“Campy is quoted as saying that our relationship had ‘cooled off’ over the past few years,” the statement read. “Absolutely no good would be served by my saying why it ‘cooled.’ I have no argument with Campy and I don’t want one. In addition, I’m too busy as chairman of the NAACP Fight for Freedom campaign to concern myself with arguments of this type.”
Robinson had taken a swat at his vanquished foes, the Braves, telling one captive audience that the Braves lost the pennant because “one or two of the key Braves players were out ‘nightclubbing’ with the pennant on the line.” It was bad enough that the Braves had lost the pennant on the second-to-last day of the season, and now on his way out, Jackie was pouring a fifth of bourbon into the open wound. That sent Johnny Logan into a lather. Logan chafed at Jackie Robinson for publicly flogging the Braves. If Robinson was going to suggest the Braves partied their way out of the money, Robinson, Logan believed, should at least name the players he knew to be carousing. Otherwise, Logan thought, Robinson was being a coward for covering the entire team under one blanket accusation, for there were players like the catcher Del Crandall—whom Grimm used to call without admiration “the milk shake drinker”—who almost certainly were not burning the midnight oil.
Spahn said Robinson had developed a real hate for Milwaukee, ever since a couple from that city sued him for forty thousand dollars when he accidentally flipped his bat into the stands. Still, Robinson’s greatest crime was his candor. Days after being traded to the Giants, he received a letter from his favorite manager, Charlie Dressen, who by that time had begun what would be a short managing stay in Washington. Dressen wrote the letter in his squat, loopy longhand on Washington Senators stationery (“Office of the Manager”) and thanked Robinson sweetly for never failing to mention Dressen’s considerable influence on him (“Players rarely give their managers any credit,” he wrote). The letter was written with a sense of warmth, which underscored the fact that the relationship between the two men went beyond the professional, proof that during the tumultuous period of integration, a legitimate friendship had formed. Dressen had always believed that Robinson was the best baseball player he’d ever managed, and it was clear that Robinson was never more comfortable than when he played under Charlie Dressen. Dressen invited Robinson to Yankee Stadium when the Senators traveled to New York, and said he understood if it was too early yet for Robinson to step into a big-league ballpark, having quit the game so recently. Dressen then asked Robinson to remember, even in retirement, a key portion of the ballplayer code:
Had something in mind, of course it would not help you now. Just want to give you a tip but I think you are well aware of the same. Anyhow, Jack, don’t let anyone trick you into nameing [sic] players in regards to night life. You will have to be careful because you will be asked many times about the Milwaukee club. Off the record, or on, don’t name anyone.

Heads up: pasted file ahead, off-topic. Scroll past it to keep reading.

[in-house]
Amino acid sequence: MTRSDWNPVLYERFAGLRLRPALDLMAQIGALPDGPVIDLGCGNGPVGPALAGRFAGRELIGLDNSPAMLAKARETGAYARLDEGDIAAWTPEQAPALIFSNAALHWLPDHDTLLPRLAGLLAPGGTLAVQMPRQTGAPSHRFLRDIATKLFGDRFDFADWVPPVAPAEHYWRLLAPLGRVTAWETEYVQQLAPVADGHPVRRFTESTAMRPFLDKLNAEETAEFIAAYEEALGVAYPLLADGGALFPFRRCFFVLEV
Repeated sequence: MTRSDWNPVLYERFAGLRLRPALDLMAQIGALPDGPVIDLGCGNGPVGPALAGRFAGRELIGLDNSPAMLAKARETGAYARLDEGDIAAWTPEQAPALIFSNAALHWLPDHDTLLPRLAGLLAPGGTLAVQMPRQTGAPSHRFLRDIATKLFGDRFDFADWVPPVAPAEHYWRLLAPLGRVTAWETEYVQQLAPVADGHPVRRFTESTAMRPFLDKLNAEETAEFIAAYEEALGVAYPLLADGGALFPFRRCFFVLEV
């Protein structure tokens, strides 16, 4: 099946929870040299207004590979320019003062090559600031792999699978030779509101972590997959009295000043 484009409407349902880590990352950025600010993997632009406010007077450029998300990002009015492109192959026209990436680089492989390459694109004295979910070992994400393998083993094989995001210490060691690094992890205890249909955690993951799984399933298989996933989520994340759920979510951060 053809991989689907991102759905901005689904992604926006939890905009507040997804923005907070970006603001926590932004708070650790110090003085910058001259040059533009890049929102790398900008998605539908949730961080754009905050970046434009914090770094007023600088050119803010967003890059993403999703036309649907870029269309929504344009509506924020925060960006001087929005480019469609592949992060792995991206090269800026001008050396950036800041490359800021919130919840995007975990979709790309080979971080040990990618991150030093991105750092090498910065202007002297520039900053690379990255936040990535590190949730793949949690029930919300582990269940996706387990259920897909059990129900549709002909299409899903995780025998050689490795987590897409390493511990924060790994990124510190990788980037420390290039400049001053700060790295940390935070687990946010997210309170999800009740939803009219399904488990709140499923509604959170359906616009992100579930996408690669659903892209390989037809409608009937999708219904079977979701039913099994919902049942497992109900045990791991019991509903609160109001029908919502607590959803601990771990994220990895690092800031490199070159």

Then, there was the small matter of Jackie Robinson versus Florence and Peter Wolinsky, the Milwaukee couple who had sued Robinson for forty thousand dollars two and a half years earlier on the grounds of “severe nervous shock” when Robinson conked the couple on the head with a bat he inadvertently tossed into the stands after being ejected by home plate umpire Lee Ballanfant. On February 5, Henry Aaron’s twenty-third birthday, Robinson paid each of them three hundred dollars.
On January 31, Robinson’s thirty-eighth birthday, Maglie came out swinging. “Jackie Robinson is a pop-off who hurts people and ‘then writes them a letter of apology,’ Brooklyn’s clutch pitcher Sal Maglie said today,” a United Press wire story reported. Robinson may have been retired, and it may have been January, but the Barber was still trying to dust Robinson. Robinson was out of shape, Maglie said. He played when he wanted to. His reflexes were shot.
“I admire his playing, but it’s a shame that a great ballplayer like he was does that,” Maglie was quoted as saying.
Maybe Robinson was cracking under the burden of responsibilities and symbolisms that had weighed him down for too long. His physical appearance would always be the best giveaway—gray hair at thirty-eight would turn porcelain white by forty-five. Only sitting presidents would age on the job as severely as Robinson. His physical appearance was proof of the anecdotal rhetoric: His journey was killing him.
The thing of it was that Robinson understood his special place, his burden, his mission more clearly than anyone else. Though Robinson was always described, quite clumsily, in fact, as “breaking the color barrier,” the mission itself was by no means the removal of a singular obstacle. First there was the goal of getting onto the field, of making being the first a reality. Then it was necessary to make sure that when he finally did play, he did not do so only as a novelty, but as someone who would be remembered as one of the very few transformative figures equal to the moment. That was the only way integration could gain its proper weight, provide the appropriate momentum for the larger movement that was to follow. Robinson’s 1947 roommate, Dan Bankhead, for example, was the first black pitcher in the major leagues, but no one remembered him, because he couldn’t play. Baseball’s first dominant black pitcher would come a few years later, when Don Newcombe arrived, but it would be nearly twenty years after Robinson before a black pitcher—in this case, Bob Gibson of St. Louis—began a Hall of Fame path and in fact wound up in Cooperstown.